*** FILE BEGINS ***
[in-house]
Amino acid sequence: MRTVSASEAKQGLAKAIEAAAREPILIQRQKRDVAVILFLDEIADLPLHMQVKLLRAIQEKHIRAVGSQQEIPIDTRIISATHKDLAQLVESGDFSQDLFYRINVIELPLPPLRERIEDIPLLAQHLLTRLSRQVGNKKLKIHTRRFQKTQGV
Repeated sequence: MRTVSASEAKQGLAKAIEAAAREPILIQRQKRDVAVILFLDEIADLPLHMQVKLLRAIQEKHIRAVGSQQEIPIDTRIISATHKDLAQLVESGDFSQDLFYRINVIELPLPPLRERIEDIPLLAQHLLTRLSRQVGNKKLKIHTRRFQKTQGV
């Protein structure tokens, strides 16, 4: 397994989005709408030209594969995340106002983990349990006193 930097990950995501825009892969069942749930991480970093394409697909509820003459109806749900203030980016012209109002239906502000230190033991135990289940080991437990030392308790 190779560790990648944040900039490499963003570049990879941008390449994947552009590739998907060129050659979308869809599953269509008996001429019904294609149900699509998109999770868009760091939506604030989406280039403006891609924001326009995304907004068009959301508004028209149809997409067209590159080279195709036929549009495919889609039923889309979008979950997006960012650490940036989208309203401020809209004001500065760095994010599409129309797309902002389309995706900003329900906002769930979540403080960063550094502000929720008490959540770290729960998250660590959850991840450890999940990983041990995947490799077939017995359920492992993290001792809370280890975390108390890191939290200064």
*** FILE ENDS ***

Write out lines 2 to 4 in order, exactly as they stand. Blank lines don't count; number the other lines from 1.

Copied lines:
Amino acid sequence: MRTVSASEAKQGLAKAIEAAAREPILIQRQKRDVAVILFLDEIADLPLHMQVKLLRAIQEKHIRAVGSQQEIPIDTRIISATHKDLAQLVESGDFSQDLFYRINVIELPLPPLRERIEDIPLLAQHLLTRLSRQVGNKKLKIHTRRFQKTQGV
Repeated sequence: MRTVSASEAKQGLAKAIEAAAREPILIQRQKRDVAVILFLDEIADLPLHMQVKLLRAIQEKHIRAVGSQQEIPIDTRIISATHKDLAQLVESGDFSQDLFYRINVIELPLPPLRERIEDIPLLAQHLLTRLSRQVGNKKLKIHTRRFQKTQGV
């Protein structure tokens, strides 16, 4: 397994989005709408030209594969995340106002983990349990006193 930097990950995501825009892969069942749930991480970093394409697909509820003459109806749900203030980016012209109002239906502000230190033991135990289940080991437990030392308790 190779560790990648944040900039490499963003570049990879941008390449994947552009590739998907060129050659979308869809599953269509008996001429019904294609149900699509998109999770868009760091939506604030989406280039403006891609924001326009995304907004068009959301508004028209149809997409067209590159080279195709036929549009495919889609039923889309979008979950997006960012650490940036989208309203401020809209004001500065760095994010599409129309797309902002389309995706900003329900906002769930979540403080960063550094502000929720008490959540770290729960998250660590959850991840450890999940990983041990995947490799077939017995359920492992993290001792809370280890975390108390890191939290200064």